I just wanted to thank everyone here who has offered advice.
I've got a blade in the oven tempering. Each succesive one has gotten better and this last one came out of the quench hard enough to scratch glass. :) Soon I should have a knife that will let me see if Alvin knows what he's talking about with the full hard blades or if he's just blowing smoke. I think I'm going to like it. It is a drop point made from 1095 with a 5" handle and about 4.5" blade. It looks like it will be July before I get to where I can get some pictures to post.
When cleaning the scale off after quenching, the knife bit me so it has already tasted blood.
I also have been practicing my forge welding and have got the 4 of the last 5 to take. My practice steel has been some old rebar.
Rebar? I think it starts at about -60 and goes up from there. Some of the big stuff (>1") sure looks like at least -80 in the grinder test. I know that if you make tent stakes out of it you need to re-normalize or the head shatters.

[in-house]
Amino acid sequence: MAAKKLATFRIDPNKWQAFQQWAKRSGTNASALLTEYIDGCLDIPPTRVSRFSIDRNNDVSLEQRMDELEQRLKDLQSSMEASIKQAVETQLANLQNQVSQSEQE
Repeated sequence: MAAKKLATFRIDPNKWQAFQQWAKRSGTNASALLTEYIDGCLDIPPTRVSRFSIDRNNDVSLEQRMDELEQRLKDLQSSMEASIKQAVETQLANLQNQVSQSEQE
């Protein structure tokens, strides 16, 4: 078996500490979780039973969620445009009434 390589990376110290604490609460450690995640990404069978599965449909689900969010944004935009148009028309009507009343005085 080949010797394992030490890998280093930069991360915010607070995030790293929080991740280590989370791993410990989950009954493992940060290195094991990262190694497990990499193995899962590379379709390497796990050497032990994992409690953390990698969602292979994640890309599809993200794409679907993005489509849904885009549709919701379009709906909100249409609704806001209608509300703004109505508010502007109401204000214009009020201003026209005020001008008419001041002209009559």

I set the oven at 400 F, but I think that puts the upper temperature at about 420 F. My oven thermomenter reads just short of half way between
400 and 450. I left it there for about a half hour. (Haven't got the handle on yet if someone with more experience thinks it needs more that is still possible.
The handle slabs are about half done. I need to get some epoxy (any recommendations?) Maybe by Monday or Tuesday it'll be done.
I have a film camera and have taken a few pics along the way. No digital camera or scanner. If I take a trip to Dallas before July, a buddy there has a digital camera. In July my brother and I are plannind a trip to see the folks. They have a digital camera and scanner.
Then I guess it's mine.
The sparks spread out more than 1095 and travel farther. Does that make sense? I know if I get the rebar to hot it crumbles in the fire. So there is a narrow temp range where the stuff will weld without the steel falling apart. I've picked up some A36 for some other stuff and will play the any extra in the fire. I also have a piece of aluminium I want to play in the fire with.
The blade has a warp of about 1/32". I can probably live with that since if I try to take it out, I'd probably make things worse or destroy the blade.
The steel reacts quicker to tempering at that temperature and above.